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'We Can Save The Next Life': Chicago Woman Wants Park District To Put Up Life Rings Along Lake Shore

CHICAGO (CBS) -- Beach weather is right around the corner, and every year dozens of people drown in Lake Michigan. One woman says she has an easy solution, but as CBS 2's Marissa Parra reports, it comes with obstacles.

"We want people here, but we want them here safely," said Halle Quezada.

It was three years ago that Quezada's fight for a safer Chicago shoreline began.

"On this exact beach, we were right over here," she said.

On July 6, 2018, five swimmers needed rescuing in Rogers Park. They tried to help a 13-year-old girl, but she couldn't be saved.

"There was nothing that floated on the beach," Quezada said. "I just remember the rage of not having anything there to help."

That rage became fuel. She has been fighting to make Chicago's lakefront safer ever since. Her latest petition brought over 1,100 signatures in two days, pleading to the Chicago Park District to bring life rings to the lake.

"At this point, what we need is to show that all of Chicago is watching," Quezada said.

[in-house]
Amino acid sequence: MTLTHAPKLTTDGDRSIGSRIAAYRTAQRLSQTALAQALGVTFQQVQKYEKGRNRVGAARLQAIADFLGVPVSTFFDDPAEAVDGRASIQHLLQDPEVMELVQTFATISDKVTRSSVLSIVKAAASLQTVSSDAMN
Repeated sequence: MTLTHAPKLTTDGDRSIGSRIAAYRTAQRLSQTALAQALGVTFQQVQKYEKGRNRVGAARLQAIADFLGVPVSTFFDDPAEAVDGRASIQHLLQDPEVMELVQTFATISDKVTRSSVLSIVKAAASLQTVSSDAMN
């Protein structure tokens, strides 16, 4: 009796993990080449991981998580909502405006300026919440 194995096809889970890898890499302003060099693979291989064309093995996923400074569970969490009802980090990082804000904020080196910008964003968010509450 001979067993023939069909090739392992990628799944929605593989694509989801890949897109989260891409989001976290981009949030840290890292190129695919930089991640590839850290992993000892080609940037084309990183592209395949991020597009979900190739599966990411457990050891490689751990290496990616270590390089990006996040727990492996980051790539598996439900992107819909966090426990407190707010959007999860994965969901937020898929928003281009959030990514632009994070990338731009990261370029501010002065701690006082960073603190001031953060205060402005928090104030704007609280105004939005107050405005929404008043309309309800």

It is a tipping point, she hopes, in what she explained has been an uphill battle.

"The Chicago Park District's legal department is making the decisions and for them. It's easier to litigate if there's no equipment," Quezada said. "If there is equipment and it's not properly maintained, our plea at that point is, 'Well then, make sure you're maintaining equipment.'"

In Kenosha, similar cries for safety after drownings brought life rings along Lake Michigan in 2019. According to the Great Lakes Surf Rescue Project, at least 48 people drowned in Lake Michigan in 2019. Last year, it was 56. A third of those drownings were in Chicago.

We've seen how life rings have saved lives along the river. Last September, a life ring was used to rescue a man along the Chicago River in Chinatown.

"We have life rings on our river. We have life rings at our pools," Quezada said. "We deserve to be protected at our beaches."

With every step she makes in her efforts, she is thinking of the 13-year-old girl whose life could have been saved.

"We can't fix that no matter how hard we work, no matter how many signatures we have on that petition," Quezada said. "But we can save the next life."

CBS 2 made repeated requests for comment from the Chicago Park District, but those requests went unanswered.

Quezada said the next big step will be a meeting with the Chicago Park District on May 12.

The petition to have the Chicago Park District to Add Life Rings can be found here:

Quezada argues that life rings are also cheaper.

"There's the cost of rescue and recovery and when (the U.S) Coast Guard is deployed, it runs tens of thousands of dollars per hour," Quezada said. "We're asking for (life rings) every 350 feet (within Chicago boundaries.)"

On May 12 they plan to bring letters of support from water safety advocates, ER doctors as well as Chicago aldermen.

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